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Mag of the Month: National Geographic

Celebrating 50 years since Apollo 11 landed on the moon, on July 20th, 1969.

Why is National Geographic mag of the month?
National Geographic documents topical issues on the world we live in from nature and history to science and anthropology. In the July issue, National Geographic takes us into space to celebrate 50 years since Apollo 11 landed on the moon, on July 20th, 1969. When Neil Armstrong and Buzz Aldrin are the first to walk on the moon.

Key words to describe National Geographic:
photography, documentary, world’s wonders, exploration, educate, discover, topical issues, human world,

Inside the July issue:
The Moon and Beyond. A new era of space travel is here. Reads the cover title of the July issue of National Geographic, which counts down to a new era:

05: Pioneers. Early space flight wasn’t just the business of men or even humans. National Geographic informs us that fruit flies, monkeys, mice, dogs, rabbits and rats flew into space before mankind. In 1958 the Soviets sent Laika the stray dog to orbit Earth, then the USA launched Ham the chimpanzee into space, Ham survived and paved the way for Alan Shepard becoming the first American in space.

Women were also great pioneers in space travel, with Katherine Johnson calculating the details of the flight that would take John Glenn to orbit the Earth in 1962.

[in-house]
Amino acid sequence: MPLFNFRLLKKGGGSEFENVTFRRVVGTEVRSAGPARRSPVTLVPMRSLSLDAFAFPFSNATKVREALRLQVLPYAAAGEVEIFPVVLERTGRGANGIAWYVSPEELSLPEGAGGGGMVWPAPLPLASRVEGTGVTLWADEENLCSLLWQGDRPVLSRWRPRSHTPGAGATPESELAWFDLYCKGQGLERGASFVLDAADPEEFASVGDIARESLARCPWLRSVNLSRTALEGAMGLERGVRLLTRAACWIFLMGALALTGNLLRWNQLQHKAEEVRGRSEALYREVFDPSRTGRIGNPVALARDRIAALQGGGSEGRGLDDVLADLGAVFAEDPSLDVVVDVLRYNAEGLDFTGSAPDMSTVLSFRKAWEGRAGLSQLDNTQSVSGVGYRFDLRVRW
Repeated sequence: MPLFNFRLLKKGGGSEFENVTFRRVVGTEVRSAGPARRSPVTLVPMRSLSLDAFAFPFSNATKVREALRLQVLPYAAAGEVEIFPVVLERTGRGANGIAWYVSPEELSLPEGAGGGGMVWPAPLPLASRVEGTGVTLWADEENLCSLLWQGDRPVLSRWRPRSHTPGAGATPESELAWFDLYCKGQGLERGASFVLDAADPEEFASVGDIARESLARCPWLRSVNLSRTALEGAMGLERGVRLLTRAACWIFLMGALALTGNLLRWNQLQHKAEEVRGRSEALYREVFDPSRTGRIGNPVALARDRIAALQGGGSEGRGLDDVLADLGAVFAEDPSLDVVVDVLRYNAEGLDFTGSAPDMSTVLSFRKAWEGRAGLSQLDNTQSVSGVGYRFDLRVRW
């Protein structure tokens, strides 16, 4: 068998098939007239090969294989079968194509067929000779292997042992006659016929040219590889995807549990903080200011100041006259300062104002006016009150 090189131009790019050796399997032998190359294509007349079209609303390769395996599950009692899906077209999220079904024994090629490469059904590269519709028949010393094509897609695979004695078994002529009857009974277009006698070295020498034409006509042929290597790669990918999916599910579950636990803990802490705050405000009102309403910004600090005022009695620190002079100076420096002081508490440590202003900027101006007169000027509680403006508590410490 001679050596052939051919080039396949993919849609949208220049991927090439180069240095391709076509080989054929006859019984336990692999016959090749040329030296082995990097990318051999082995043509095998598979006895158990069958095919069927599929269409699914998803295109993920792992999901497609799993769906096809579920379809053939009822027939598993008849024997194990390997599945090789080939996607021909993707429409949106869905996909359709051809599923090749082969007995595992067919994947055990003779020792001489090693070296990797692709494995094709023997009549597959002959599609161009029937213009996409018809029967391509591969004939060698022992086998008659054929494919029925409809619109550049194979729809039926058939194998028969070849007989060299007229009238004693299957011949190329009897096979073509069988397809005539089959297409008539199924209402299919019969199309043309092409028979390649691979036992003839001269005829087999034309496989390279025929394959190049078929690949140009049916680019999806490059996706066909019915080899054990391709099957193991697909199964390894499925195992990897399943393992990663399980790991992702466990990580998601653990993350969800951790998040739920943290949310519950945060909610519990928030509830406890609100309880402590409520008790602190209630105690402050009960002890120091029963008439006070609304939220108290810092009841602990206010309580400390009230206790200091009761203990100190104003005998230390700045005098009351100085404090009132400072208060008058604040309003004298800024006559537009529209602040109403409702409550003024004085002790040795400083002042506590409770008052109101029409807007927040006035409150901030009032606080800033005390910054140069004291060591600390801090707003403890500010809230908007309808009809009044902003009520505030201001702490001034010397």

04: Getting there. Early rocketeers believed that to get a human to the moon was a journey of multiple stages. Saturn V rockets did just that and thrust Apollo crews into the stars, no rocket has yet propelled humans closer.

03: Where we went. Astronauts all landed on the side of the moon closest to Earth, as this has been studied extensively and allowed Mission Control to keep in contact with those on-board Apollo. The 1969 journey relied on a hand-painted map based on photographs from previous orbit missions.

02: What we took. Astronauts have taken items to reflect their own hobbies, beliefs and passions. When Apollo 11 landed on the moon in July 1969 Buzz Aldrin took wine, bread and a chalice to celebrate communion. Other personal items over time have included a six-iron clubhead which Alan Shepard attached to a tool handle to hit two golf balls on the moon, a corned beef sandwich, and poignantly an aluminium figure to commemorate the lives of 14 fallen astronauts- placed on the moon by David Scott of Apollo 15.

01: In Pop Culture. Space travel continues to everyday life in the form of TV shows such as Star Trek, music, the moonwalk, the sleek design of rockets inspiring the look of cars and trains.

00: What’s next? National Geographic recognise that This achievement was really just the beginning. The beginning of a new era in humanity’s vision of it’s horizons, of the places we could explore and might even inhabit. This mirrors Neil Armstrong’s famous words "That’s one small step for a man; a giant leap for all of humankind.”

Fifty years on from the moon landing, 12 men, all Americans, have stepped on the moon, but not since 1972. However, further discovery of space has taken us humans further into understanding the moon and solar system, with an abundance of data and photographs.


Read National Geographic’s July issue with a 50 page feature on the moon landings and predictions for what’s next, out in shops now. There's a sneak peek above....

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